"There were incentives for health systems to spend faster on IT and the timeline was condensed for MU dollars and population health management. There is a natural decline now in IT spending. It will continue, but not quite to the same degree," he says.
Mark Bogen, senior vice president and CFO at South Nassau Communities Hospital in Oceanside, NY
Gilbert says providers should not expect an immediate hard dollar ROI from their IT investments and should look to reduced use and duplication of tests, imaging, and medications to find the initial value markers.
"Systems will first see the soft return on investment and then the hard return," he says. "Hard returns are going to happen over a prolonged period of time, so hospitals are looking at the soft indicators such as if the EMR keeps them from prescribing unnecessary medications."
Mark Bogen, senior vice president and CFO at South Nassau Communities Hospital, a 435-bed institution in Oceanside, NY, took that sentiment one step further when he told me he doesn't expect to ever see a full return on his organization's EMR investment.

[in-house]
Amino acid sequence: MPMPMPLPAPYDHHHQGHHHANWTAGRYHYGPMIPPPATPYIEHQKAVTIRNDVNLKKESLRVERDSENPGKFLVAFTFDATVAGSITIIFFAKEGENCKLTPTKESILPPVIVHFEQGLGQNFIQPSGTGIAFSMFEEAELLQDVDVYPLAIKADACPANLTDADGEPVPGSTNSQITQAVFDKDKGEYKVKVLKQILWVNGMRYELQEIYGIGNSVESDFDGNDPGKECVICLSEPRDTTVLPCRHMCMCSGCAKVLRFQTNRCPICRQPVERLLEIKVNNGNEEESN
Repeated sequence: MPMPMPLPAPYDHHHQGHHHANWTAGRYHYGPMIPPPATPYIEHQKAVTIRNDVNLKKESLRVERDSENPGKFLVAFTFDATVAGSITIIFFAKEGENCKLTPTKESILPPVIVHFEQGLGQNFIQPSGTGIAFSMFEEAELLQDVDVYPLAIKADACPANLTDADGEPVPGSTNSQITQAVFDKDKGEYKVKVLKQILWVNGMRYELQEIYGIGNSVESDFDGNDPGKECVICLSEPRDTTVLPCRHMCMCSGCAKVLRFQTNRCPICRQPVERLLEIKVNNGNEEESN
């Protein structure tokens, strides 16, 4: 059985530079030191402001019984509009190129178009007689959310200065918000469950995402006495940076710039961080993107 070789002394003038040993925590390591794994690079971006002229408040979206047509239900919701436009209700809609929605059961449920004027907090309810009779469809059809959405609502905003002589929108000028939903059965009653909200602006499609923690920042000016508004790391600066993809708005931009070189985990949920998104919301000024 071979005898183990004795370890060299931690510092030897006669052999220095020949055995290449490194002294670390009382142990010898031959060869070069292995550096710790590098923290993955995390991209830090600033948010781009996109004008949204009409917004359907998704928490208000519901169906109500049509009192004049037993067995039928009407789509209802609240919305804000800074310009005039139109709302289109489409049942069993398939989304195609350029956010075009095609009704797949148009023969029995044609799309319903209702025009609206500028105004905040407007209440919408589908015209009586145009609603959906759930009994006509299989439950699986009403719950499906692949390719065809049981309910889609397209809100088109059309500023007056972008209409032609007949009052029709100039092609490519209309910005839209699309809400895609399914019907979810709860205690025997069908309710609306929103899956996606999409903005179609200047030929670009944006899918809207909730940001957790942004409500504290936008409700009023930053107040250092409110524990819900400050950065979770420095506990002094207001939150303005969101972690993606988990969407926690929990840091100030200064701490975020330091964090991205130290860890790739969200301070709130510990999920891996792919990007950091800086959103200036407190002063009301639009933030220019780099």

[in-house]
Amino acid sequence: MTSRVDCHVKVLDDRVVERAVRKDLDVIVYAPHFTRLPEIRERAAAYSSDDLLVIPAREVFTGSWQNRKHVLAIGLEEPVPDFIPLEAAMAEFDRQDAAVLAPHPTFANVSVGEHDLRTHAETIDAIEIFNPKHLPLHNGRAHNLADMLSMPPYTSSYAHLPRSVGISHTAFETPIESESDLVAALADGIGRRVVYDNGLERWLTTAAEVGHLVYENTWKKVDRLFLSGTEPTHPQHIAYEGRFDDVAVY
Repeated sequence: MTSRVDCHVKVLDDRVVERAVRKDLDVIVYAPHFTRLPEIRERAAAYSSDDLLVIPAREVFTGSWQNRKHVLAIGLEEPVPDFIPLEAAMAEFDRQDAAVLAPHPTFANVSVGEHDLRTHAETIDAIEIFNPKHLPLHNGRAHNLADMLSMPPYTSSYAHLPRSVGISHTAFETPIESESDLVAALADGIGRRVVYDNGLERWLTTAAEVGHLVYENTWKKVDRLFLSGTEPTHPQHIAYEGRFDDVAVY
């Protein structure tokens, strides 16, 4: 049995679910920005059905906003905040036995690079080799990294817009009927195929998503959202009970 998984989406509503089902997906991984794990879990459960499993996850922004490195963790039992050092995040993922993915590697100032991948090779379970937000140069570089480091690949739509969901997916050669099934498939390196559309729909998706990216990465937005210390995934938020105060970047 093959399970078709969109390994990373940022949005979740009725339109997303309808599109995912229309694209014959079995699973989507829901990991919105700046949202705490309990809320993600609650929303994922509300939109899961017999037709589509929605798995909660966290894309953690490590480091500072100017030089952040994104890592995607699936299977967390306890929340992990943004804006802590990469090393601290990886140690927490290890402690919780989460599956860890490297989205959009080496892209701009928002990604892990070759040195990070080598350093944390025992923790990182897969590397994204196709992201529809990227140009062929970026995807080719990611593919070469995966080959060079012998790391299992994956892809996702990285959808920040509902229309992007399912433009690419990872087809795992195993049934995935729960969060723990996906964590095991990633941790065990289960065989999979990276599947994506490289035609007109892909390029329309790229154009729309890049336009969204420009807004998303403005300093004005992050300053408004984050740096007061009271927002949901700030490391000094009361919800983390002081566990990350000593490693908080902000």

"The hope of the EMR is that it will help to produce better outcomes and better patient satisfaction and to assist us in identifying variations in clinical practices to drive down costs," he says.
"Whether the Meaningful Use aspect will create enough return to ever cover the actual cost, I don't think it will happen. I don't think it is something that can be envisioned as paying for itself, but we will hopefully get some gains in productivity and outcomes."
As health reform takes hold and the healthcare industry moves in the direction of population health management, Gilbert believes robust capital spending on IT will be necessary despite difficult economic conditions and a squishy ROI.